n any modern democracy, including India, political parties are vital institutions. Without multiple political parties, there can be no representative democracy. But the irony in our country is that most parties here are devoid of internal democracy.
A truly democratic party allows party members from the grass-roots to the top level to participate in decision-making. In such a party, power comes from bottom to top, and not vice-versa. Even during the election of representatives, there is a specific and transparent process of nomination and selection of candidates.
If these were criteria for a democratic party, then perhaps most parties in India would be branded as undemocratic. Most national and regional parties are run by individuals or families. All decisions flow from top to bottom. All voices of dissent are throttled by coercion or intimidation.
Although political parties are vital to democracy, the Constitution did not originally mention the term “political party”. It was in 1985 that the tenth schedule, or the Anti-Defection Law, was added to the Constitution. Here, too, the term is neither defined, nor is any guideline for internal functioning of parties mentioned. Perhaps framers of the Constitution took it for granted that politicians would be honest enough to run parties with a democratic mindset and process.
Since India was a monarchy and a feudal polity and society for millennia before it got Independence and became a democratic republic, the mindset of leaders and commoners should not have been expected to be democratic overnight. As old habits die hard, the mindset would remain feudal for long.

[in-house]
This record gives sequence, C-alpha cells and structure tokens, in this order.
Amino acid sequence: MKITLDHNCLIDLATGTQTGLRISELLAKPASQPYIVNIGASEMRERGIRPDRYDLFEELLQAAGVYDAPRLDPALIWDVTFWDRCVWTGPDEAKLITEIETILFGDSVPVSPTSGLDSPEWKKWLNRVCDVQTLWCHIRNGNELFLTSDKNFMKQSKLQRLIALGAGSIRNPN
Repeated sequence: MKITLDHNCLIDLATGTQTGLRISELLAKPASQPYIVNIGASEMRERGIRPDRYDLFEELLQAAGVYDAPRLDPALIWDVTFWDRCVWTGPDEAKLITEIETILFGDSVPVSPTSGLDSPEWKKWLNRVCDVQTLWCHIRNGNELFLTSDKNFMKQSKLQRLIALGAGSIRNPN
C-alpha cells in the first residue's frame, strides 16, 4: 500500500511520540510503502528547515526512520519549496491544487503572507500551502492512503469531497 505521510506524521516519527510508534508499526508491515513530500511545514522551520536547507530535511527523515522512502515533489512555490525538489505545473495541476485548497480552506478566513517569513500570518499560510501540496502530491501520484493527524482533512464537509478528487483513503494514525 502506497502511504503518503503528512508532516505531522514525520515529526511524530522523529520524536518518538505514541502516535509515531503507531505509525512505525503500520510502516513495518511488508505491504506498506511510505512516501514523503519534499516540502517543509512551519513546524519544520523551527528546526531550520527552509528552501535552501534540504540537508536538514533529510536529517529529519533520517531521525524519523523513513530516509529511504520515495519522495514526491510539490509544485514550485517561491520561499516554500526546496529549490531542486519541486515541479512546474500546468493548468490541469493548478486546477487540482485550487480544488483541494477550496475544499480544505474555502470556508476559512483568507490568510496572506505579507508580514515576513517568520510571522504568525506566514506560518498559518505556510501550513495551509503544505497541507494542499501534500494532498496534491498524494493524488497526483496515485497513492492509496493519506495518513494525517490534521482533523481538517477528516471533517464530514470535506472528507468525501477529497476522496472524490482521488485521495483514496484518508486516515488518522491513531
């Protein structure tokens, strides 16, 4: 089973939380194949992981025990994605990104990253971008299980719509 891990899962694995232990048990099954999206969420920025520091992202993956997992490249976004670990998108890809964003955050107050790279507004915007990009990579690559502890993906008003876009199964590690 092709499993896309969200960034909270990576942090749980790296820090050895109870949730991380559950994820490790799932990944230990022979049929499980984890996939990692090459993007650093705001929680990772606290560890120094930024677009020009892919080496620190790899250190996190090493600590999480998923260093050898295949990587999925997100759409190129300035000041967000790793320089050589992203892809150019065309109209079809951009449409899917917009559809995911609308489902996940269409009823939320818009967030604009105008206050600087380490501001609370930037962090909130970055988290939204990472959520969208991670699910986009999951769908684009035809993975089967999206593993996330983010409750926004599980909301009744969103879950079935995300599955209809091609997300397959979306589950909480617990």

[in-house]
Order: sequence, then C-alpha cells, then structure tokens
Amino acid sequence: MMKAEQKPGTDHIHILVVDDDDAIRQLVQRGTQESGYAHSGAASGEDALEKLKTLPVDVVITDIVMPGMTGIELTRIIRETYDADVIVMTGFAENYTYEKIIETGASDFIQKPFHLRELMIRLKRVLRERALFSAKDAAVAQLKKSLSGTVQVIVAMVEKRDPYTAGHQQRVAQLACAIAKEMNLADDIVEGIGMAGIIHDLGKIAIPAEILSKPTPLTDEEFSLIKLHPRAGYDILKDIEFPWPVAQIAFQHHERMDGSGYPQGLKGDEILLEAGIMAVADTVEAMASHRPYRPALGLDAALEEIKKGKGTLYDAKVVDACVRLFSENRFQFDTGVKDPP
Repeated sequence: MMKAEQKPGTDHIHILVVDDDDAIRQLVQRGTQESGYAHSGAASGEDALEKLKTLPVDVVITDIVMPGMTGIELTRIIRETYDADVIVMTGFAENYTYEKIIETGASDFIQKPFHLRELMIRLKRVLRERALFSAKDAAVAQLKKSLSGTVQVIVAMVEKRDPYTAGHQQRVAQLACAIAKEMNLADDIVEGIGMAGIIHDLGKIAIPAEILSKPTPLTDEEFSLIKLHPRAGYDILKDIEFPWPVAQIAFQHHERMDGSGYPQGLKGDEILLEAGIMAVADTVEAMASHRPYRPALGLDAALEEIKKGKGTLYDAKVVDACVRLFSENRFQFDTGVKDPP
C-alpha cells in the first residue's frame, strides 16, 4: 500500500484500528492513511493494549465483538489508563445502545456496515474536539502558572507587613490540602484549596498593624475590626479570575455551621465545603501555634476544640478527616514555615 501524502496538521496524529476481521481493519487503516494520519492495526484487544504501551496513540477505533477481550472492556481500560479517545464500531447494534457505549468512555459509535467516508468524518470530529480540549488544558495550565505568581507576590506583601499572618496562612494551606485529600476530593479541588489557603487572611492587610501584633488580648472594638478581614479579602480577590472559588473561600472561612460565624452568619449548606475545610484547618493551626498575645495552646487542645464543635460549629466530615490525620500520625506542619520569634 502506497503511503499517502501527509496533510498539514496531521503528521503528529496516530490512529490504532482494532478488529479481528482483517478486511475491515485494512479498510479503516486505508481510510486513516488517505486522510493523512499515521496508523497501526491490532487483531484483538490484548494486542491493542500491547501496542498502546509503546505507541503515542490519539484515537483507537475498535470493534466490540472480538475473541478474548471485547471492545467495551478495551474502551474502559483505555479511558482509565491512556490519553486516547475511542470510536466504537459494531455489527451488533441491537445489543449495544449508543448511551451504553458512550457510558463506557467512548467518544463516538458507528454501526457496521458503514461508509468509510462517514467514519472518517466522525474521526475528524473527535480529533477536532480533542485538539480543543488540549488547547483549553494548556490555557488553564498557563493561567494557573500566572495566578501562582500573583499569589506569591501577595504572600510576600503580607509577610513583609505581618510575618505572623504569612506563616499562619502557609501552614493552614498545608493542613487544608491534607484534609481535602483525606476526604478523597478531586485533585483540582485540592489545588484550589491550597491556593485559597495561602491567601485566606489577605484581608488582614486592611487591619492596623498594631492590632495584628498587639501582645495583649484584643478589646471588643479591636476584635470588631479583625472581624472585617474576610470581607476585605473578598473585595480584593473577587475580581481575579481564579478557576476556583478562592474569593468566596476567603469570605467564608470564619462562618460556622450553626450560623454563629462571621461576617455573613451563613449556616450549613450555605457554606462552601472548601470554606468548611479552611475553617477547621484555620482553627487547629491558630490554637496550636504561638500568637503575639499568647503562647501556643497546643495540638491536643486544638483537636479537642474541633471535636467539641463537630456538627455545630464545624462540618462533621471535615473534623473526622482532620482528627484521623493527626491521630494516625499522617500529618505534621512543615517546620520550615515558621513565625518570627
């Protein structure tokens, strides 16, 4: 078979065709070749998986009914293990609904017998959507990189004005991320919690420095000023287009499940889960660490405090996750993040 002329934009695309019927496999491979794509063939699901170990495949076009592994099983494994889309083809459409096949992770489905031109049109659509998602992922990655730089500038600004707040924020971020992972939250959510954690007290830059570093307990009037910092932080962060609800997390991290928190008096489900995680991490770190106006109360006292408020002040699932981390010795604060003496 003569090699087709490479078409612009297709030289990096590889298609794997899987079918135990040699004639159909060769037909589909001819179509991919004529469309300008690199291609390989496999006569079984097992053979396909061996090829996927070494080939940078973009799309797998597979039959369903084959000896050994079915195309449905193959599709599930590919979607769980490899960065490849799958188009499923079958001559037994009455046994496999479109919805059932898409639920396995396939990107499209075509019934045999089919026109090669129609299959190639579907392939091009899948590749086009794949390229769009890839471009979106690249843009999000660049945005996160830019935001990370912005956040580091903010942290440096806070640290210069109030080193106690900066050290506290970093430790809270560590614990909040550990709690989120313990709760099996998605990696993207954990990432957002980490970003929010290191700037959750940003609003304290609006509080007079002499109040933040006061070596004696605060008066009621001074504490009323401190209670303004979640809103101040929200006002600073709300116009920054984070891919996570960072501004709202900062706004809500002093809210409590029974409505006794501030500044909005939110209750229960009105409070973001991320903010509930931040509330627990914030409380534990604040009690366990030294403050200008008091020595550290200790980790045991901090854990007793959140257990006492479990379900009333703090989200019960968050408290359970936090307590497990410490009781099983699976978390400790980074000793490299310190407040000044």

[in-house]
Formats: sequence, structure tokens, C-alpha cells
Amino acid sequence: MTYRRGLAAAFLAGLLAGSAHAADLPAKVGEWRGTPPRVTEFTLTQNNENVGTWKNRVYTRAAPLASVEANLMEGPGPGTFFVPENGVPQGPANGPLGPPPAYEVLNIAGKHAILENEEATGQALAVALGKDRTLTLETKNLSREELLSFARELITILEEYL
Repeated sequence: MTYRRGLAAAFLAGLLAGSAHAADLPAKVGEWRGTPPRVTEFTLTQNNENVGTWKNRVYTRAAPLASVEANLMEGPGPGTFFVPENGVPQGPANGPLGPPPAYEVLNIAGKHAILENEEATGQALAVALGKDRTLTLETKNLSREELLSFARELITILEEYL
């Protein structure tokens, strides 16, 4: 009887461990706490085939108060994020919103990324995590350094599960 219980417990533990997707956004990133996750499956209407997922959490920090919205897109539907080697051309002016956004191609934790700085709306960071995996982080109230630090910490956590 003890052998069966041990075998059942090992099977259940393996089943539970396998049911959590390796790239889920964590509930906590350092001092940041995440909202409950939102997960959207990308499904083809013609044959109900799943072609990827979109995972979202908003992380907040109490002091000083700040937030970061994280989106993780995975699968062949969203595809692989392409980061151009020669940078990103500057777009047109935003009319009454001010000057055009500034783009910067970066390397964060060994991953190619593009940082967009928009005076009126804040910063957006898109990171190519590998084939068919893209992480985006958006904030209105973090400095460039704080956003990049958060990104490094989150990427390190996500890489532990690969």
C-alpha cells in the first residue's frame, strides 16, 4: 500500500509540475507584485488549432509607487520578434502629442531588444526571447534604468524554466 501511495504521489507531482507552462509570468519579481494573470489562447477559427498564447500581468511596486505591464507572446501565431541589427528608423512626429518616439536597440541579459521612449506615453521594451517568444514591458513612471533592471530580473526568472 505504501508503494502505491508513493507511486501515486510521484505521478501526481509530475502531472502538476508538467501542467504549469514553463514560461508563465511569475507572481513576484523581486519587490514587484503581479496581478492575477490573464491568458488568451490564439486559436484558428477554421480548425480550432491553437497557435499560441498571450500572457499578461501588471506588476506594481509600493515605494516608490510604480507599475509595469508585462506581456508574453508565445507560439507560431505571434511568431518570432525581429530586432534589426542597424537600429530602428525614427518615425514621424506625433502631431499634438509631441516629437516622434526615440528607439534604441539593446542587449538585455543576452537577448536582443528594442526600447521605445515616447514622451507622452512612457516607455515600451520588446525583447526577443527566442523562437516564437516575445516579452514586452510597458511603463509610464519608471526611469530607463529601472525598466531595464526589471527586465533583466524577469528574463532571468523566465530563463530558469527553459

In countries such as the US, UK, France and some Western European countries, where democracy evolved in a prolonged process, intra-party democracy also evolved. But in a country such as India, a legal regulatory mechanism is essential to instil democratic values and to enforce them in political parties. Countries such as Germany, Spain and Finland have laws that enforce intra-party democracy. Article 6 of the Spanish Constitution defines political parties thus: “Political parties are the expression of political pluralism; they contribute to the formation and expression of the will of the people and are a fundamental instrument for political participation. Their creation and exercise of their activities are free insofar as they respect the Constitution and the law. Their internal structure and operation must be democratic.” We should probably borrow this into our Constitution.
In India, the only law that speaks of political parties is the Representation of People’s Act (RPA), 1951, and it is confined to registration, recognition and de-recognition of parties. The only vague criterion of formation of a party is that it must adhere to the Constitution; but how to adhere is not elaborated. It also directs parties to inform the Election Commission of India information regarding office-bearers, but does not mention how these officials would be elected or selected. Any violation of the Constitution would not affect the party adversely as the Act is conspicuously silent on de-registration. Other minor laws relating to this issue are the Election Symbols (Reservation & Allotment) Order, 1968 and the Conduct of Election Rules, 1961, which play no role in democratising parties.
The Law Commission of India in its 170th Report, 1999, and 225th Report, 2015, submitted to the Union Ministry of Law and Justice on the issue of regulation of political parties and inner-party democracy, has repeatedly advised the Central Government to amend the RPA, 1951, to ensure and legalise internal democracy of parties; but all is in vain. The reports also suggest de-registration of parties that deviate from the democratic process in internal elections, candidate selections and voting procedure.
In 2011, too, a committee headed by former CJI MN Venkatachaliah had drafted a Bill to regulate and democratise internal functioning of political parties; but that was also ignored by the then political establishment.
Now, who will bell the cat? Since political parties are reluctant to initiate this vital process, the civil society, academics, intellectuals and the media must coerce the government to enact such laws, so that the Indian democracy will be much stronger than it is today.
The writer is an advocate based in Bolangir.